"With the arrival of the pandemic nearly every aspect of the economy was hit in March, dragging growth to a record monthly fall."
GDP fell by 5.8% in March, the biggest monthly decline ever recorded by the ONS, as the impact of the Covid-19 outbreak hit the UK economy.
GDP fell by 2.0% over Q1, the lowest rate since Q4 2008 during the financial crisis.
When compared with the same quarter a year ago, UK GDP decreased by 1.6%, the biggest fall since Q4 2009, when it also fell by 1.6%.
As Covid-19 caused widespread disruption to economic activity, services output fell by a record 1.9% in Q1 and there were also significant contractions in production and construction.
Household consumption fell by 1.7% over the quarter, the largest contraction since Q4 2008, alongside declines in gross fixed capital formation, government consumption and trade volumes.
The ONS pointed that its estimates for Q1 are more uncertain than usual due to the challenges faced in collecting the data under the governments imposed public health restrictions.
In its results, the ONS said: "Given the uncertainties in estimating the labour market and government intervention to support business, the breakdown of the income approach to GDP should be treated with particular caution."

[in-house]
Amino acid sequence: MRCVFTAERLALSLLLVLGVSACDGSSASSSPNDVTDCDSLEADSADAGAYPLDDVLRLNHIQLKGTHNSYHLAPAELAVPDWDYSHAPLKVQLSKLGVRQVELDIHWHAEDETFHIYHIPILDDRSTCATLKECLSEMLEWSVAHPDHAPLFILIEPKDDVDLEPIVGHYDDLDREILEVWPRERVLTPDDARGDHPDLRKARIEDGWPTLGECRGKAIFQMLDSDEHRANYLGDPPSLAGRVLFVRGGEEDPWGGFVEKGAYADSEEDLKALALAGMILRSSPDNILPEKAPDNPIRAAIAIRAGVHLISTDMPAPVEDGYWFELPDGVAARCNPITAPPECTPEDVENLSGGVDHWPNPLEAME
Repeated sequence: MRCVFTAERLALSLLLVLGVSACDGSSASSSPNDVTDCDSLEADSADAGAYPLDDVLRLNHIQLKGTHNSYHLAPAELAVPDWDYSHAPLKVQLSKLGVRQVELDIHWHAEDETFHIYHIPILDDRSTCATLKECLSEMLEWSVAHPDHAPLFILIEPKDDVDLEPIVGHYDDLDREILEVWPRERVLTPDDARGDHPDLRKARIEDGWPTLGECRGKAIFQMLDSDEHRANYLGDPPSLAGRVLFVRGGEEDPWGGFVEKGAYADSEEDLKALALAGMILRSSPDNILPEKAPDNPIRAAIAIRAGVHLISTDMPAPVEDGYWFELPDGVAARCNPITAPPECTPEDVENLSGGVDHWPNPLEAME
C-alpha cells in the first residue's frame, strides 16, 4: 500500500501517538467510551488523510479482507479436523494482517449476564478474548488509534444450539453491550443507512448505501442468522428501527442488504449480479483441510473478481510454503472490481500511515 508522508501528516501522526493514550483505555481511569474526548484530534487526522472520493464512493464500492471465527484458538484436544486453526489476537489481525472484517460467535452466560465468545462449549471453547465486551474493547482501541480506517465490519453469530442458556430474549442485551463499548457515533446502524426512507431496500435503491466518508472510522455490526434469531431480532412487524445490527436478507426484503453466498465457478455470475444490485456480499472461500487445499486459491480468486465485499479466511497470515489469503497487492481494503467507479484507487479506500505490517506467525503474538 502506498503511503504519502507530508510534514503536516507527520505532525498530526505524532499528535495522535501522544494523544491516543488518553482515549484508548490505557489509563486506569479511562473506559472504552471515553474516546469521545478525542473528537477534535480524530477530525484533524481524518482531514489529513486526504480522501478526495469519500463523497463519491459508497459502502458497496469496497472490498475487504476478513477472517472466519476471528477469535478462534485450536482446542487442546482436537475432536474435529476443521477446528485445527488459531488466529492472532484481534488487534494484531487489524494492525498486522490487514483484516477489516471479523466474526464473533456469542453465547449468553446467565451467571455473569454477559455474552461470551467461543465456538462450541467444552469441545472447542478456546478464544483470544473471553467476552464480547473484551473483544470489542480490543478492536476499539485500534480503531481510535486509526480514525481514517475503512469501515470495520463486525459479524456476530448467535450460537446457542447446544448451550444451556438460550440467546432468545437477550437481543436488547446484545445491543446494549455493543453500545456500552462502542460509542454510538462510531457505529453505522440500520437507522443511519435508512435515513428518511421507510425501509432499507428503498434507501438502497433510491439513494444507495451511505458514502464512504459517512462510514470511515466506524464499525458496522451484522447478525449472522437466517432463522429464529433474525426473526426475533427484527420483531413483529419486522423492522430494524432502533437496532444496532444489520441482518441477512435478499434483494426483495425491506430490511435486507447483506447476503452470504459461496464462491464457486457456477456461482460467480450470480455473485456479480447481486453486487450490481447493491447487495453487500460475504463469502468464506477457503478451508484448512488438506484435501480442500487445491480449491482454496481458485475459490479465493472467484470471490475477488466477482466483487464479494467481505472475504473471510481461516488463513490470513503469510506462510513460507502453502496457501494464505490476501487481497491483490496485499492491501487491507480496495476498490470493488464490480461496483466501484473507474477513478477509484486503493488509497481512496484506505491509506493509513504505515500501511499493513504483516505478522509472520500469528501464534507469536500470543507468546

Jonathan Athow, deputy national statistician for economic statistics at the ONS, commented: “With the arrival of the pandemic nearly every aspect of the economy was hit in March, dragging growth to a record monthly fall.
“Services and construction saw record declines on the month with education, car sales and restaurants all falling substantially.
“Although very few industries saw growth, there were some that did including IT support and the manufacture of pharmaceuticals, soaps and cleaning products.
“The pandemic also hit trade globally, with UK imports and exports falling over the last couple of months, including a notable drop in imports from China.”
Fran Boait, executive director of Positive Money, added: “As GDP continues to fall policymakers will be increasingly tempted to accelerate the easing of emergency public health measures in order to get the economy growing again. There is a clear tension between this dash for growth and public health, as illustrated by the government’s eagerness to get workers back to workplaces regardless of whether it is safe.
“The evidence shows that the vast majority of the public think we should worry more about people’s health and wellbeing than GDP growth during this crisis. The government should not pay too much attention to today’s statistics and instead put public health ahead of private wealth.”